What to Know
- Tri-state health and elected officials have paused Johnson & Johnson vaccination administration in accordance with new recommendations from the CDC and the FDA
- More than 6.8 million doses of the J&J vaccine have been administered in the U.S. to date; most recipients report no or mild side effects
- Meanwhile, the reopening process continues; Gov. Andrew Cuomo said Wednesday he would extend the statewide indoor restaurant and catered event curfews by an hour each starting on Monday
Tri-state health and elected officials sought to reassure New York, New Jersey and Connecticut residents about the safety and effectiveness of COVID-19 vaccines Wednesday as a CDC panel debated the Johnson & Johnson shot pause.
A day earlier, the CDC and the FDA rocked the national vaccination rollout when the two agencies jointly recommended U.S. states pause administering the J&J shot following a half-dozen reports of rare blood clot complications in women.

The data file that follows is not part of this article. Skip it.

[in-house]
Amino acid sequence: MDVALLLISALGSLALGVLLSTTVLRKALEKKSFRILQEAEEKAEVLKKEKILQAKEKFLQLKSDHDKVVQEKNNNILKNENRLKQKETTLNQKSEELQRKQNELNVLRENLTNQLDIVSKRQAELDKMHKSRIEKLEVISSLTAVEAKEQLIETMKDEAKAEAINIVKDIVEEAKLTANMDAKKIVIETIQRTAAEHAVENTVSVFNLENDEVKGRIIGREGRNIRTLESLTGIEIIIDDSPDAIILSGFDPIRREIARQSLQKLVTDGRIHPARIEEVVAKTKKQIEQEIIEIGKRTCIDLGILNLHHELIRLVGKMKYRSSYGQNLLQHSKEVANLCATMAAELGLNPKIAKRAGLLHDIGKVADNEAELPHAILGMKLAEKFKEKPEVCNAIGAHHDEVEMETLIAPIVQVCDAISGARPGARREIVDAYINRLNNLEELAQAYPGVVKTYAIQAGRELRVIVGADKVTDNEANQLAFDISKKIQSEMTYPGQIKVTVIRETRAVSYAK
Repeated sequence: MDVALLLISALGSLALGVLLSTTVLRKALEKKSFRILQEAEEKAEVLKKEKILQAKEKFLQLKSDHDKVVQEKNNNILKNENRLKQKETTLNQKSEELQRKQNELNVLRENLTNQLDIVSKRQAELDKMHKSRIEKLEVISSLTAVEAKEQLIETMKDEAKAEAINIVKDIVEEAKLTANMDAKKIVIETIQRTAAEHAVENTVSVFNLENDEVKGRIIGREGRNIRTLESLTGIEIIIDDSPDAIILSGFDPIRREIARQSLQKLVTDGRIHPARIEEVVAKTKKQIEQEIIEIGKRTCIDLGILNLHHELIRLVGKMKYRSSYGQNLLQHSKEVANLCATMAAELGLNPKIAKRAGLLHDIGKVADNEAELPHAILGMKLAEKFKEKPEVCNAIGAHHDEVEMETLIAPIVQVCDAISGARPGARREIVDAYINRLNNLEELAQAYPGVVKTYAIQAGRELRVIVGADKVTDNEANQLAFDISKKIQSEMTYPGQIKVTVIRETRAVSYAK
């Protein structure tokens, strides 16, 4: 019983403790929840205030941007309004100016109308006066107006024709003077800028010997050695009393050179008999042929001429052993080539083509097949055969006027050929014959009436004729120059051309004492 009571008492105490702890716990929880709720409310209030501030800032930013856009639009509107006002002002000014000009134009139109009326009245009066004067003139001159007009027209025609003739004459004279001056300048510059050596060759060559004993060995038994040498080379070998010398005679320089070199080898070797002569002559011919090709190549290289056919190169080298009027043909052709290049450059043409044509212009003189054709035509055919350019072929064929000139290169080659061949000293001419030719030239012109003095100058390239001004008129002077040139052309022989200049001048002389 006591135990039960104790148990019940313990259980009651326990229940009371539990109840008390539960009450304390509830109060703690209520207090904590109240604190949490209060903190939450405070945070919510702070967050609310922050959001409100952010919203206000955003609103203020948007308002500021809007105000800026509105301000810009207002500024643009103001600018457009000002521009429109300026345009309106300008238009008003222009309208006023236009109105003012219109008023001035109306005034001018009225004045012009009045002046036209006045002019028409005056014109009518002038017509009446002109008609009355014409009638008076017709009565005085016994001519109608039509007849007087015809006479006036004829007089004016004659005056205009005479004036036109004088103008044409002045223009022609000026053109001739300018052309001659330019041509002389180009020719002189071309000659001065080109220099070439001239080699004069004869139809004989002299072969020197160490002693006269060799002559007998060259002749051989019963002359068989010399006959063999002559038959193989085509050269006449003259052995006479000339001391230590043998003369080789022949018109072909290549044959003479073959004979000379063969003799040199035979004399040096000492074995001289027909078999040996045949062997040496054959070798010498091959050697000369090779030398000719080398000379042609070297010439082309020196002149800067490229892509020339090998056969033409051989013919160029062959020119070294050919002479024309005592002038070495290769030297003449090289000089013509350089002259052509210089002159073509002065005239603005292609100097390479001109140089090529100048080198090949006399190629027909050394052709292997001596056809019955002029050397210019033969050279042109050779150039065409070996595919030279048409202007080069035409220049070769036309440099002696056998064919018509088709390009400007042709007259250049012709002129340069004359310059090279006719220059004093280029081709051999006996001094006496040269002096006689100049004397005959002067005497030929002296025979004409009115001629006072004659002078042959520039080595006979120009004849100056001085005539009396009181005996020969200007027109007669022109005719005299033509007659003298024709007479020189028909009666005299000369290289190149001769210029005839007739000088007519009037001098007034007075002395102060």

One of the women, a 45-year-old from Virginia, died. The company said Wednesday it is investigating a possible seventh case as well.
Local governors, at least one of whom received the J&J shot himself, and the White House moved quickly to minimize concerns about the impact of the pause and the potential long-term effect of it on Tuesday and continued their efforts Wednesday.
"Remember, authorized vaccines protect us from diseases that threaten us so much more," New York City Health Commissioner Dr. Dave Chokshi, who himself got the J&J shot last month, reiterated at Mayor Bill de Blasio's daily COVID briefing.
The vast majority of the more than 6.8 million doses of the J&J vaccine administered throughout the U.S. so far have been accompanied by no reports of side effects or reports of mild side effects.
About a quarter of a million people in New York City, including the mayor, have already received the J&J vaccine and about half a million residents statewide got the shot. None of them were among the six women who reported clotting problems.